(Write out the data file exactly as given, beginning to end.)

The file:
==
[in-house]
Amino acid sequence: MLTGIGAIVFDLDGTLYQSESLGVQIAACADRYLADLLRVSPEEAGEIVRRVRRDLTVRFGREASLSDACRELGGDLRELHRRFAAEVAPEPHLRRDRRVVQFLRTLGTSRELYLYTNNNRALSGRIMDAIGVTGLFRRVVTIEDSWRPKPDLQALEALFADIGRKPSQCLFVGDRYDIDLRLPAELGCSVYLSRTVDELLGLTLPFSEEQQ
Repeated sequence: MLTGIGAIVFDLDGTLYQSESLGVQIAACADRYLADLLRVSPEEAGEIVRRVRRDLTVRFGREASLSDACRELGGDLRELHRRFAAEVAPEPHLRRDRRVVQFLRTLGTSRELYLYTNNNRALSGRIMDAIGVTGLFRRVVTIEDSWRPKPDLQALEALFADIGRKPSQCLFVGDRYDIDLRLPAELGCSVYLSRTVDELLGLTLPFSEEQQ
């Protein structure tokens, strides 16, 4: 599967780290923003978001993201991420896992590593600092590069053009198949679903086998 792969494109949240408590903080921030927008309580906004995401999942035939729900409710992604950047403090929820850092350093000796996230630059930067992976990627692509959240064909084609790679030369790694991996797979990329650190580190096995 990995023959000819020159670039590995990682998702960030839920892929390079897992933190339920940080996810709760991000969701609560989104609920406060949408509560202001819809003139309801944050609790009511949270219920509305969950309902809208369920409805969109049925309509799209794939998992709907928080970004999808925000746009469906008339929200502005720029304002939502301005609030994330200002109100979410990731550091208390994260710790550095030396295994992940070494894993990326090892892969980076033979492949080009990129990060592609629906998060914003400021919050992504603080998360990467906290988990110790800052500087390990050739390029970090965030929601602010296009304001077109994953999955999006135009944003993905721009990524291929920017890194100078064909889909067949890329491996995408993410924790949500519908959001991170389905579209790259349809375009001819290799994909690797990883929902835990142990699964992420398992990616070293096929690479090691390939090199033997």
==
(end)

[in-house]
Amino acid sequence: MLTGIGAIVFDLDGTLYQSESLGVQIAACADRYLADLLRVSPEEAGEIVRRVRRDLTVRFGREASLSDACRELGGDLRELHRRFAAEVAPEPHLRRDRRVVQFLRTLGTSRELYLYTNNNRALSGRIMDAIGVTGLFRRVVTIEDSWRPKPDLQALEALFADIGRKPSQCLFVGDRYDIDLRLPAELGCSVYLSRTVDELLGLTLPFSEEQQ
Repeated sequence: MLTGIGAIVFDLDGTLYQSESLGVQIAACADRYLADLLRVSPEEAGEIVRRVRRDLTVRFGREASLSDACRELGGDLRELHRRFAAEVAPEPHLRRDRRVVQFLRTLGTSRELYLYTNNNRALSGRIMDAIGVTGLFRRVVTIEDSWRPKPDLQALEALFADIGRKPSQCLFVGDRYDIDLRLPAELGCSVYLSRTVDELLGLTLPFSEEQQ
């Protein structure tokens, strides 16, 4: 599967780290923003978001993201991420896992590593600092590069053009198949679903086998 792969494109949240408590903080921030927008309580906004995401999942035939729900409710992604950047403090929820850092350093000796996230630059930067992976990627692509959240064909084609790679030369790694991996797979990329650190580190096995 990995023959000819020159670039590995990682998702960030839920892929390079897992933190339920940080996810709760991000969701609560989104609920406060949408509560202001819809003139309801944050609790009511949270219920509305969950309902809208369920409805969109049925309509799209794939998992709907928080970004999808925000746009469906008339929200502005720029304002939502301005609030994330200002109100979410990731550091208390994260710790550095030396295994992940070494894993990326090892892969980076033979492949080009990129990060592609629906998060914003400021919050992504603080998360990467906290988990110790800052500087390990050739390029970090965030929601602010296009304001077109994953999955999006135009944003993905721009990524291929920017890194100078064909889909067949890329491996995408993410924790949500519908959001991170389905579209790259349809375009001819290799994909690797990883929902835990142990699964992420398992990616070293096929690479090691390939090199033997």